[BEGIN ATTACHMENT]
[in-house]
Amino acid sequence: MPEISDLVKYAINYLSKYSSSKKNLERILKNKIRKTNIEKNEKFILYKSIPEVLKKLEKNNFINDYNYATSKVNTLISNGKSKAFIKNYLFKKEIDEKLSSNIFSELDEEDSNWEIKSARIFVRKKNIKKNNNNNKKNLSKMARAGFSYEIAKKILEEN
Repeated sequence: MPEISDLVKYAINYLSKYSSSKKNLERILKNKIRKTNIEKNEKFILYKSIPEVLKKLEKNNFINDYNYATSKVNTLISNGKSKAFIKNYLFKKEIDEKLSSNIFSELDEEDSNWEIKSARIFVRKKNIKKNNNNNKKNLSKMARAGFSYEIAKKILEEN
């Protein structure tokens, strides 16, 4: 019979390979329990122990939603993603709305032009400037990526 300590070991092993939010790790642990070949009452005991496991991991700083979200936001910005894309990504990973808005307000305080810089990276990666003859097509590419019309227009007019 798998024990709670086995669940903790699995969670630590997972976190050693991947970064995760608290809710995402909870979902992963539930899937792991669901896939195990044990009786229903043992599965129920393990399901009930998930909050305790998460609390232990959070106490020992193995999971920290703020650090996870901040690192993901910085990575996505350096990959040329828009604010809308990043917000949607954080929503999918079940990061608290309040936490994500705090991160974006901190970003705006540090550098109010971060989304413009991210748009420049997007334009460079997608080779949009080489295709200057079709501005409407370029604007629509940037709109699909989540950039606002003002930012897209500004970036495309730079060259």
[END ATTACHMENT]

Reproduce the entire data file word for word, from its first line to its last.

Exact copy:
[in-house]
Amino acid sequence: MPEISDLVKYAINYLSKYSSSKKNLERILKNKIRKTNIEKNEKFILYKSIPEVLKKLEKNNFINDYNYATSKVNTLISNGKSKAFIKNYLFKKEIDEKLSSNIFSELDEEDSNWEIKSARIFVRKKNIKKNNNNNKKNLSKMARAGFSYEIAKKILEEN
Repeated sequence: MPEISDLVKYAINYLSKYSSSKKNLERILKNKIRKTNIEKNEKFILYKSIPEVLKKLEKNNFINDYNYATSKVNTLISNGKSKAFIKNYLFKKEIDEKLSSNIFSELDEEDSNWEIKSARIFVRKKNIKKNNNNNKKNLSKMARAGFSYEIAKKILEEN
């Protein structure tokens, strides 16, 4: 019979390979329990122990939603993603709305032009400037990526 300590070991092993939010790790642990070949009452005991496991991991700083979200936001910005894309990504990973808005307000305080810089990276990666003859097509590419019309227009007019 798998024990709670086995669940903790699995969670630590997972976190050693991947970064995760608290809710995402909870979902992963539930899937792991669901896939195990044990009786229903043992599965129920393990399901009930998930909050305790998460609390232990959070106490020992193995999971920290703020650090996870901040690192993901910085990575996505350096990959040329828009604010809308990043917000949607954080929503999918079940990061608290309040936490994500705090991160974006901190970003705006540090550098109010971060989304413009991210748009420049997007334009460079997608080779949009080489295709200057079709501005409407370029604007629509940037709109699909989540950039606002003002930012897209500004970036495309730079060259």